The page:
You know the saying: Poop happens.
One evening, my sister and I walked into her house to the intense smell of sulfur. Our first thought was a gas leak. It only took a few more steps toward the kitchen where her Jack Russell-Lab mix was waiting to realize we had an explosion of another sort on our hands.
Unfortunately, doggy diarrhea is not a matter of “if” but “when.” However, knowing what is happening in your dog’s body, how to treat it, and what to have on hand will lessen the ordeal when it comes.
WHICH KIND OF DIARRHEA DOES MY DOG HAVE?
There are two kinds of diarrhea, acute and chronic. Acute diarrhea is a short bout, usually lasting a couple of days to a week. It is caused by eating the wrong thing, a viral or bacterial infection, antibiotics, or even stress. While it doesn’t make you or your dog feel great, acute diarrhea is actually a good thing – it is the body ridding itself of toxins.
Chronic diarrhea is long lasting. Sometimes the diarrhea presents itself as daily soft stools. Other times, this version shows up as a normal stool one day, but as a watery or mucus/blood covered stool on another. Parasites, Leaky Gut Syndrome, IBD or IBS, or disease can leave your dog with chronic diarrhea. Your dog may start losing weight, acting lethargic, and developing a poor coat as he struggles with malnutrition and a compromised immune system.
If you believe your dog has chronic diarrhea, please contact your veterinarian to determine an appropriate course of action.
NATURAL WAYS TO HELP ACUTE DIARRHEA
Acute diarrhea almost always can be handled on your own:
- Begin by fasting your dog from food or water for 6 to 12 hours.
- If the diarrhea has slowed or stopped after that, you can introduce sips of water for the next six hours.
- Finally, small amounts of broth or bland food can be given to your dog. As those are kept down/in, slowly increase his food amount for the next few days.
Good foods to feed your dog in this transition period are pumpkin, sweet potato, and lean ground turkey. Avoid rice. Though it is a popular recommendation, it can make your dog gassy and moves too fast through the system, furthering diarrhea.
All dog owners should keep slippery elm on hand. The herb is an all-natural anti-diarrheal and is safe for all ages. Slippery elm can be bought on its own, or try Tender Tummy: The natural, kelp supplement combines slippery elm plus the other great stomach-settlers of licorice, ginger, plantains and probiotics. Use daily with dogs prone to upset stomachs.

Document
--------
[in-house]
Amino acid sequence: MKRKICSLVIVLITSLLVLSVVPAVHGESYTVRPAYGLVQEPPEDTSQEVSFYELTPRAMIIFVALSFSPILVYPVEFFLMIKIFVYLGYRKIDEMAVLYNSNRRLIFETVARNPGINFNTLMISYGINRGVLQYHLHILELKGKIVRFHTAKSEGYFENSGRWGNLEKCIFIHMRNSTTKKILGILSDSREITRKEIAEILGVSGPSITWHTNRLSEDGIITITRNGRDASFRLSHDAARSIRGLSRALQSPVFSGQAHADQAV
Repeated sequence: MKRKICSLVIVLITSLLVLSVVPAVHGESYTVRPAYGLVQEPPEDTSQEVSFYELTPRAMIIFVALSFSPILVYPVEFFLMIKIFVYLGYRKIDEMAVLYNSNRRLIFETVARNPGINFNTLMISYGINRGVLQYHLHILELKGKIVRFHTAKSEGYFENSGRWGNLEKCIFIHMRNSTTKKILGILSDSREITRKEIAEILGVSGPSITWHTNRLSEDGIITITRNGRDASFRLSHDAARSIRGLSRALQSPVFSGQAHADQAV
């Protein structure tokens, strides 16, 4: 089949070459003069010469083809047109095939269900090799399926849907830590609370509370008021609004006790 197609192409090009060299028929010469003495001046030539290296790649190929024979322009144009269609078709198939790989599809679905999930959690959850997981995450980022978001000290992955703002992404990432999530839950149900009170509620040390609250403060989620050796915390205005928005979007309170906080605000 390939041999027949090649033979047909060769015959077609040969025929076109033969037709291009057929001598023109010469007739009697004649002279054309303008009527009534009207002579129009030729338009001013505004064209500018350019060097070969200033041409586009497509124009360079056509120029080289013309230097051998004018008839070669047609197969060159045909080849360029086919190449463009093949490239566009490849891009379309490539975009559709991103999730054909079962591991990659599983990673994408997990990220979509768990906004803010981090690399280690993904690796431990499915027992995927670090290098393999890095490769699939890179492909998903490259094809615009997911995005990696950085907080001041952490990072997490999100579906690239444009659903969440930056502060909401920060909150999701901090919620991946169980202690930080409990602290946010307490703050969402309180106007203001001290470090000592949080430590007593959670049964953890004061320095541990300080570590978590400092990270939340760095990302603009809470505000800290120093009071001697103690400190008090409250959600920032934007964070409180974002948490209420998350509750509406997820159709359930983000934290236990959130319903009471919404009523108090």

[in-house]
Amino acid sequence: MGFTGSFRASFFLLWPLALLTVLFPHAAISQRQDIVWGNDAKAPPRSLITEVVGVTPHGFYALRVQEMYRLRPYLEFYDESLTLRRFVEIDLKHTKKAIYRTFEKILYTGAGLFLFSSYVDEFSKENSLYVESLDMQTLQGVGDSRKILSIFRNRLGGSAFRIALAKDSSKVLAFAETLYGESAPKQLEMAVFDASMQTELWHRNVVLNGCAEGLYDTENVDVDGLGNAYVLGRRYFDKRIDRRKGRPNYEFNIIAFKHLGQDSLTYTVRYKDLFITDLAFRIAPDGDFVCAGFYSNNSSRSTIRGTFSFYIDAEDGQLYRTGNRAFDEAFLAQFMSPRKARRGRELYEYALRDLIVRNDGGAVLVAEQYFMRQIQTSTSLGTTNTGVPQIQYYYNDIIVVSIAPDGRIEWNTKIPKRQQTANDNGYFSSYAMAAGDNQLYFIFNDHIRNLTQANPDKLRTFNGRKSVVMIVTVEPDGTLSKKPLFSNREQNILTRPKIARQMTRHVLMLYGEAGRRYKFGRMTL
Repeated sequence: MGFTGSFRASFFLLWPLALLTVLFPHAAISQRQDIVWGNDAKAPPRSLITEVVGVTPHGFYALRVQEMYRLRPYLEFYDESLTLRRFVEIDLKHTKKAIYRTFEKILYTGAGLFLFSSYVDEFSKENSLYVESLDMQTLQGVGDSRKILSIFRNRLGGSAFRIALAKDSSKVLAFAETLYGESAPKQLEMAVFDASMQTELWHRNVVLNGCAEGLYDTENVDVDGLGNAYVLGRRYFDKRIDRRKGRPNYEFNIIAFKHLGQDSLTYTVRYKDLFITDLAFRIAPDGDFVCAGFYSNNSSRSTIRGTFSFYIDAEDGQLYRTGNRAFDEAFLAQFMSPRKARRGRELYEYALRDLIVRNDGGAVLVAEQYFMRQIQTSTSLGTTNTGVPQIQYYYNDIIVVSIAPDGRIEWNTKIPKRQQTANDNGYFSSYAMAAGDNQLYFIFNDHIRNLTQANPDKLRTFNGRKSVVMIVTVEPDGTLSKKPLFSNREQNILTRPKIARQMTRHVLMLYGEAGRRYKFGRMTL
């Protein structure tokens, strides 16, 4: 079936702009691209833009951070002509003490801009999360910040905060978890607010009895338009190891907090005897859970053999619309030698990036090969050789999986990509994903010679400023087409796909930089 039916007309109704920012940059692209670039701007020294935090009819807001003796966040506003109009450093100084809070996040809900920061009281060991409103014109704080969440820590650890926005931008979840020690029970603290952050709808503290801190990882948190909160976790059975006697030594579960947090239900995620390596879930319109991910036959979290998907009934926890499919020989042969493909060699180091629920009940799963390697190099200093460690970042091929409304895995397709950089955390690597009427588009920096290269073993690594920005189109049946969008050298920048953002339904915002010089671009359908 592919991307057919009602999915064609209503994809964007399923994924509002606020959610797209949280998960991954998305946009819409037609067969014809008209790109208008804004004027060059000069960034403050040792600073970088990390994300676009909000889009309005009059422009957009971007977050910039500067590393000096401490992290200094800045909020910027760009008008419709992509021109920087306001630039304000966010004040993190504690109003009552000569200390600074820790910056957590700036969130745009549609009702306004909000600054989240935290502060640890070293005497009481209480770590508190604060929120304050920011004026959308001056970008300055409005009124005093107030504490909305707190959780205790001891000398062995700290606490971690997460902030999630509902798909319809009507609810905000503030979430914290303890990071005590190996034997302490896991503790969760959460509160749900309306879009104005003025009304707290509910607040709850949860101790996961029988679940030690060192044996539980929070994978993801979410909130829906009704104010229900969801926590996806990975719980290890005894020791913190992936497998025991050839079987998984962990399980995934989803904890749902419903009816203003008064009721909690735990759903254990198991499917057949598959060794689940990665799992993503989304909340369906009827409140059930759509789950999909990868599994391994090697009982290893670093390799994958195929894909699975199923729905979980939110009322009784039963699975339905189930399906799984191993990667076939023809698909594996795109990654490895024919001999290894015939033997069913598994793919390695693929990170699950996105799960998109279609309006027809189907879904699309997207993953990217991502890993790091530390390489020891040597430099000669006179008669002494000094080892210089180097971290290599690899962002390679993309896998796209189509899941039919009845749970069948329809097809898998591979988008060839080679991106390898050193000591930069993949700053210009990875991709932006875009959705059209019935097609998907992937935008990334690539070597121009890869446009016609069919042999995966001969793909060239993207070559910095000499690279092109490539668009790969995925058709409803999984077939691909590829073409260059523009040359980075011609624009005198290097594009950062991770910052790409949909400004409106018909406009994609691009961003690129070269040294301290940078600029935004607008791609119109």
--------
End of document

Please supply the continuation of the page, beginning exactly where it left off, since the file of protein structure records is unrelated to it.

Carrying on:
BUT WAIT, NOW MY DOG SEEMS CONSTIPATED?
Confusingly, in between loose movements, you may see your dog straining to go, with nothing coming out. What’s happening? Is he somehow constipated too? No: Diarrhea upsets the usual rhythmic contractions of the digestive system, sending them into overdrive and leaving your dog with the feeling he has to go all the time, even when he’s already passed everything in his tract through the diarrhea. The treatment plan of fasting and bland food will help him recover from this feeling quickly.
WHEN TO CALL IN FOR HELP
While most cases of acute diarrhea are very manageable, there are times you should pay a visit to your vet. Call your veterinarian if:
- Your dog is very young, small, or a senior. Dehydration affects these dogs faster.
- The diarrhea lasts more than 3 days.
- You see worms, or the stool is black and tar-like.
- Your dog has persistent vomiting along with the diarrhea. There may be an obstruction (sock, stick, rock, etc.).
- There is a fever along with the diarrhea, stomach bloating, or your dog shows signs of pain when you touch his abdomen.
Your vet will determine if something more serious is going on.
PREVENTATIVE MEASURES TO STOP DIARRHEA BEFORE IT STARTS
Follow these simple steps faithfully to keep your carpets clean and your dog happy.
1. Don’t feed him table scraps. Keep a tight lid on the garbage can, too. Dogs are natural foragers, meaning they will find all sorts of tidbits to eat that they shouldn’t. Be as proactive as possible in keeping them from digesting things other than their own meals.
2. Feed a good quality, high protein food without fillers and by-products.
3. Ease into new foods, but don’t be afraid to change protein sources and brands frequently. Feeding the same food daily for years can cause deficiencies and sensitivities. Switch it up every once in awhile, or even with every time you need another bag.
4. Don’t overfeed. Obesity will take years off your pets’ lives and bring health troubles. Over-feeding will also cause upset stomachs and diarrhea.
5. Use a probiotic every day. Good bacteria play a huge role in pet health, strengthening the immunity, regulating the digestive system, and even helping with skin, coat and breath.
THE GOOD NEWS
Doggy diarrhea will strike, even with healthy pets. But with the right diet and routine, those awful times will be few and far between.